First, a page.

“You egomaniacal idiot,” Malcolm said, in fury. “Do you have any idea what you are talking about? You think you can destroy the planet? My, what intoxicating power you must have.” Malcolm sank back on the bed. “You can’t destroy this planet. You can’t even come close.” “Most people believe,” Hammond said stiffly, “that the planet is in jeopardy.” “Well, it’s not,” Malcolm said. “All the experts agree that our planet is in trouble.” Malcolm sighed. “Let me tell you about our planet,” he said. “Our planet is four and a half billion years old. There has been life on this planet for nearly that long. Three point eight billion years. The first bacteria. And, later, the first multicellular animals, then the first complex creatures, in the sea, on the land. Then the great sweeping ages of animals—the amphibians, the dinosaurs, the mammals, each lasting millions upon millions of years. Great dynasties of creatures arising, flourishing, dying away. All this happening against a background of continuous and violent upheaval, mountain ranges thrust up and eroded away, cometary impacts, volcanic eruptions, oceans rising and falling, whole continents moving … Endless, constant and violent change … Even today, the greatest geographical feature on the planet comes from two great continents colliding, buckling to make the Himalayan mountain range over millions of years. The planet has survived everything, in its time. It will certainly survive us.” Hammond frowned. “Just because it lasted a long time,” he said, “doesn’t mean it is permanent. If there was a radiation accident …” “Suppose there was,” Malcolm said. “Let’s say we had a bad one, and all the plants and animals died, and the earth was clicking hot for a hundred thousand years. Life would survive somewhere—under the soil, or perhaps frozen in Arctic ice. And after all those years, when the planet was no longer inhospitable, life would again spread over the planet. The evolutionary process would begin again. It might take a few billion years for life to regain its present variety. And of course it would be very different from what it is now. But the earth would survive our folly. Life would survive our folly. Only we,” Malcolm said, “think it wouldn’t.” Hammond said, “Well, if the ozone layer gets thinner—” “There will be more ultraviolet radiation reaching the surface. So what?” “Well. It’ll cause skin cancer.” Malcolm shook his head. “Ultraviolet radiation is good for life. It’s powerful energy. It promotes mutation, change. Many forms of life will thrive with more UV radiation.” “And many others will die out,” Hammond said. Malcolm sighed. “You think this is the first time such a thing has happened? Don’t you know about oxygen?” “I know it’s necessary for life.” “It is now,” Malcolm said. “But oxygen is actually a metabolic poison. It’s a corrosive gas, like fluorine, which is used to etch glass. And when oxygen was first produced as a waste product by certain plant cells—say, around three billion years ago—it created a crisis for all other life on our planet. Those plant cells were polluting the environment with a deadly poison. They were exhaling a lethal gas, and building up its concentration. A planet like Venus has less than one percent oxygen. On earth, the concentration of oxygen was going up rapidly—five, ten, eventually twenty-one percent! Earth had an atmosphere of pure poison! Incompatible with life!” Hammond looked irritated. “So what is your point? That modern pollutants will be incorporated, too?” “No,” Malcolm said. “My point is that life on earth can take care of itself. In the thinking of a human being, a hundred years is a long time. A hundred years ago, we didn’t have cars and airplanes and computers and vaccines.… It was a whole different world. But to the earth, a hundred years is nothing. A million years is nothing. This planet lives and breathes on a much vaster scale. We can’t imagine its slow and powerful rhythms, and we haven’t got the humility to try. We have been residents here for the blink of an eye. If we are gone tomorrow, the earth will not miss us.”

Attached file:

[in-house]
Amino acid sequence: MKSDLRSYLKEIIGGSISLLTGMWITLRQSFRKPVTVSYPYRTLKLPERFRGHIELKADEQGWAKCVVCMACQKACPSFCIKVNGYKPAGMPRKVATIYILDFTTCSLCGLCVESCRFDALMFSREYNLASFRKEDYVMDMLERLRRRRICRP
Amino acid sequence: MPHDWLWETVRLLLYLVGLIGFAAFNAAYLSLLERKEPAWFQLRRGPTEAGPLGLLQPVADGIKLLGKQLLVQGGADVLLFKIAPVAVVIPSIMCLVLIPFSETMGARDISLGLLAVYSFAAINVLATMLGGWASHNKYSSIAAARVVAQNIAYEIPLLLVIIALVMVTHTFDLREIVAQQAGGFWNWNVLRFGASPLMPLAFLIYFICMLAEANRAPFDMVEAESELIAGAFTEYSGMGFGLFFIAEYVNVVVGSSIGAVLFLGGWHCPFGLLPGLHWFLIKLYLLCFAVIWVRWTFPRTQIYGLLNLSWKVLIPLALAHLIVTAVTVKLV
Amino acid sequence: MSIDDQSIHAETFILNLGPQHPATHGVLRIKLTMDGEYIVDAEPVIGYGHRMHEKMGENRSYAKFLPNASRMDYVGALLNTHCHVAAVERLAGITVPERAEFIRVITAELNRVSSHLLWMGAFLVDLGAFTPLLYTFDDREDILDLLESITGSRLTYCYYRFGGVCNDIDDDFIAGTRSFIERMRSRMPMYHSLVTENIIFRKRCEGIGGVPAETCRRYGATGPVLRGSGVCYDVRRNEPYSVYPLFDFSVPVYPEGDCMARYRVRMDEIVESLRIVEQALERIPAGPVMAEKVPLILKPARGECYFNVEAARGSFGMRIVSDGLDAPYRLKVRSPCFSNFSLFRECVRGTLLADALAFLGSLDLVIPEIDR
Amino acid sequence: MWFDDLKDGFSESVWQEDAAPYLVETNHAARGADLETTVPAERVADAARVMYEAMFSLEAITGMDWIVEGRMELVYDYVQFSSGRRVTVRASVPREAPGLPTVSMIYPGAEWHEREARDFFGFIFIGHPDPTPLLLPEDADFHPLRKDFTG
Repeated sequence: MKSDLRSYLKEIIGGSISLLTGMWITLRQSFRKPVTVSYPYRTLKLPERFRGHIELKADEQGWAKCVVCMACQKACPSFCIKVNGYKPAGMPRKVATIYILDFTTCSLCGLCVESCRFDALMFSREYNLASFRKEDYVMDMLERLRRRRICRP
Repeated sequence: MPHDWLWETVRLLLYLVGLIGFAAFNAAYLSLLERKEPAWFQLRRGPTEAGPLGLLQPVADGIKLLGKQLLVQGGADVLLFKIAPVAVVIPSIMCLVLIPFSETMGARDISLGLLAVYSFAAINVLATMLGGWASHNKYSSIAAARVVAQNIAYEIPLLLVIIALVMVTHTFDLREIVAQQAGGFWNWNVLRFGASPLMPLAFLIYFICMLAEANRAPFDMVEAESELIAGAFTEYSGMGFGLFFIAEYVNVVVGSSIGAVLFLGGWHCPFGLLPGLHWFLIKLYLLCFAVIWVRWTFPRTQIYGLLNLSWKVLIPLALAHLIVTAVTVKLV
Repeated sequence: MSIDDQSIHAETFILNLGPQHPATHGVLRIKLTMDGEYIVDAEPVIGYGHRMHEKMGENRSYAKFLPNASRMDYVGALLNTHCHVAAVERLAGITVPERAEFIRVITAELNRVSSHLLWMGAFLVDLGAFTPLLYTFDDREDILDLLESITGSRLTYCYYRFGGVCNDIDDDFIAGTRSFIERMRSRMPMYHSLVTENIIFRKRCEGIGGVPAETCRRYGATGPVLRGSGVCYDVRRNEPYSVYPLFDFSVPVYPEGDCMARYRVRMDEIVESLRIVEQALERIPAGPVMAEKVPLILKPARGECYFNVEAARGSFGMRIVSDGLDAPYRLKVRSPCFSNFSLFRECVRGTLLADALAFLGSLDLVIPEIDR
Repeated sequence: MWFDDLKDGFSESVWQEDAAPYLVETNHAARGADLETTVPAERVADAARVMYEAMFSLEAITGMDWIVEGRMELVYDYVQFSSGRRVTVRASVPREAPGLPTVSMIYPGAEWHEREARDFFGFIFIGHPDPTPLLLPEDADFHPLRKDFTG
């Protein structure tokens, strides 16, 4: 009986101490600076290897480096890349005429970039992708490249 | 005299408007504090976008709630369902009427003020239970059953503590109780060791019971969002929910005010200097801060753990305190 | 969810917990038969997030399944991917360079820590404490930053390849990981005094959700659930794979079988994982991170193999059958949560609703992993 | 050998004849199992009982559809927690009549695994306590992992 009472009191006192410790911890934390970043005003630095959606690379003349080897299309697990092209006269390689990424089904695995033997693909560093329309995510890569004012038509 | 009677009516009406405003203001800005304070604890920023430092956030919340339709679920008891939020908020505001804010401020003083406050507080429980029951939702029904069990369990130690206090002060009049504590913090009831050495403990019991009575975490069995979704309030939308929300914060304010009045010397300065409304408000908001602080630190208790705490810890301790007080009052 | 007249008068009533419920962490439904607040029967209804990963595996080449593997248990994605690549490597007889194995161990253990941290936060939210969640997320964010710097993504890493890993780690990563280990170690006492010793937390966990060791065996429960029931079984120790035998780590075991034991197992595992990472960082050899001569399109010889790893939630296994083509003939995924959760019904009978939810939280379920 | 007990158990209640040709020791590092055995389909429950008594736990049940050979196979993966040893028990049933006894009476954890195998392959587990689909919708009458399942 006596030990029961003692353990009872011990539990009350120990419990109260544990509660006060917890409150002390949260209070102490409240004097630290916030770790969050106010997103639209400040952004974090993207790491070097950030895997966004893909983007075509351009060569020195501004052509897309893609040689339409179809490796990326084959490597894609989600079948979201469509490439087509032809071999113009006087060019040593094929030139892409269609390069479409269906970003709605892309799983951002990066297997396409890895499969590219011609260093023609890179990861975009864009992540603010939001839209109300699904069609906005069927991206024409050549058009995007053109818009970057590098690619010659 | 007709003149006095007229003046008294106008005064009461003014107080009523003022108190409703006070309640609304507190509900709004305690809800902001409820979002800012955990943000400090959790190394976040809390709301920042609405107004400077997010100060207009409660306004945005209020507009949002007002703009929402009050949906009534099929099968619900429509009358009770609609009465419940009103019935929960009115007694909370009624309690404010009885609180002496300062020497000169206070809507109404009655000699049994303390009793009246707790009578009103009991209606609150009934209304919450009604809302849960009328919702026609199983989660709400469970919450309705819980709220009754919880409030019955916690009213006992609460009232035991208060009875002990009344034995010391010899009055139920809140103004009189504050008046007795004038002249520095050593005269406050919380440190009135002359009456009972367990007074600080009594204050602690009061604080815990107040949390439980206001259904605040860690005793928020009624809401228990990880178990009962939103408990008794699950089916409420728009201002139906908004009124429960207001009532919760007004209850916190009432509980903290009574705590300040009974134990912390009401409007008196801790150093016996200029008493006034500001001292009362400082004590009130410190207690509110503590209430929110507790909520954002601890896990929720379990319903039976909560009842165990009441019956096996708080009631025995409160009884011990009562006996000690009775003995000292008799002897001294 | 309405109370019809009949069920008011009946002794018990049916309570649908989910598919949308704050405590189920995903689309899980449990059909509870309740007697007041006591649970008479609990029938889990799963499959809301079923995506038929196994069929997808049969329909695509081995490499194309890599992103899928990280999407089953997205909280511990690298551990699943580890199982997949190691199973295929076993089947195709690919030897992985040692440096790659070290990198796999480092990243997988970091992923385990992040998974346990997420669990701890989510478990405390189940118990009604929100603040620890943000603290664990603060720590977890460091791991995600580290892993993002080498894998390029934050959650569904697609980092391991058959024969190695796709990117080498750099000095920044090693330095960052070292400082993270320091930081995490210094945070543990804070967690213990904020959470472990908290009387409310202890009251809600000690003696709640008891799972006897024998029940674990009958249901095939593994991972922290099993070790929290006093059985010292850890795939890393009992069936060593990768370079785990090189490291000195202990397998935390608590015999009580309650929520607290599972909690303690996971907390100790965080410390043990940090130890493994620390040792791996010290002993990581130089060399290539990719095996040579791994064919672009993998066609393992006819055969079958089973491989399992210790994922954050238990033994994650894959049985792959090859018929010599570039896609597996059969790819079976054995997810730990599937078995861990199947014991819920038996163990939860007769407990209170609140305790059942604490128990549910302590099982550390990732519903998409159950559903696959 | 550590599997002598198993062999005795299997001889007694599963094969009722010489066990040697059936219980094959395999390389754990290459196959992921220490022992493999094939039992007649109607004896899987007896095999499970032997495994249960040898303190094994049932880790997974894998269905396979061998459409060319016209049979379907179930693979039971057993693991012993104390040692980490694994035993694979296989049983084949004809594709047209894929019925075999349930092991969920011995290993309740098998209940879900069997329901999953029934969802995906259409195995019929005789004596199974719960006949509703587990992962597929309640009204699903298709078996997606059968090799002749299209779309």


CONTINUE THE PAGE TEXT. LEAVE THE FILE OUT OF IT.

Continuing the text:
HuumanCreed